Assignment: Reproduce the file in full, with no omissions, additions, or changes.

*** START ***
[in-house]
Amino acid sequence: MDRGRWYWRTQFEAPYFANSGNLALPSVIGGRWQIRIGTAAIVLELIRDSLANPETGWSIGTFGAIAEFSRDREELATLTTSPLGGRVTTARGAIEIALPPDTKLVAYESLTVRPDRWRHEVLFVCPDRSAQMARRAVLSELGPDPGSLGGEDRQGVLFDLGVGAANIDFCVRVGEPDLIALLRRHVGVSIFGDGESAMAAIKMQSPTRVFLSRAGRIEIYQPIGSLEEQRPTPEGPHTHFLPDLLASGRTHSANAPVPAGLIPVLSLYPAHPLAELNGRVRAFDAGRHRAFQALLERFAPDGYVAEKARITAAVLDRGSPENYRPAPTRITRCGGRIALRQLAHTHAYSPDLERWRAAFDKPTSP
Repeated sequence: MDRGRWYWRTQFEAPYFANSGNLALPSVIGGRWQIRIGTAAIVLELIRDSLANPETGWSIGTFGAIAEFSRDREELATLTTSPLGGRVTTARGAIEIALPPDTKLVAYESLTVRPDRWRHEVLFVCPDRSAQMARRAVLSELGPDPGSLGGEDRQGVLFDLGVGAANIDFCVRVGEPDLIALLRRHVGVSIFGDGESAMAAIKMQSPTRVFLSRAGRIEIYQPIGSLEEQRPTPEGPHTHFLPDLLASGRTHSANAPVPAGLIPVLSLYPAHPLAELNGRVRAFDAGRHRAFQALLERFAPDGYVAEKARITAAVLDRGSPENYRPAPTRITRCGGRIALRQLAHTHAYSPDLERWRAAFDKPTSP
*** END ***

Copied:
[in-house]
Amino acid sequence: MDRGRWYWRTQFEAPYFANSGNLALPSVIGGRWQIRIGTAAIVLELIRDSLANPETGWSIGTFGAIAEFSRDREELATLTTSPLGGRVTTARGAIEIALPPDTKLVAYESLTVRPDRWRHEVLFVCPDRSAQMARRAVLSELGPDPGSLGGEDRQGVLFDLGVGAANIDFCVRVGEPDLIALLRRHVGVSIFGDGESAMAAIKMQSPTRVFLSRAGRIEIYQPIGSLEEQRPTPEGPHTHFLPDLLASGRTHSANAPVPAGLIPVLSLYPAHPLAELNGRVRAFDAGRHRAFQALLERFAPDGYVAEKARITAAVLDRGSPENYRPAPTRITRCGGRIALRQLAHTHAYSPDLERWRAAFDKPTSP
Repeated sequence: MDRGRWYWRTQFEAPYFANSGNLALPSVIGGRWQIRIGTAAIVLELIRDSLANPETGWSIGTFGAIAEFSRDREELATLTTSPLGGRVTTARGAIEIALPPDTKLVAYESLTVRPDRWRHEVLFVCPDRSAQMARRAVLSELGPDPGSLGGEDRQGVLFDLGVGAANIDFCVRVGEPDLIALLRRHVGVSIFGDGESAMAAIKMQSPTRVFLSRAGRIEIYQPIGSLEEQRPTPEGPHTHFLPDLLASGRTHSANAPVPAGLIPVLSLYPAHPLAELNGRVRAFDAGRHRAFQALLERFAPDGYVAEKARITAAVLDRGSPENYRPAPTRITRCGGRIALRQLAHTHAYSPDLERWRAAFDKPTSP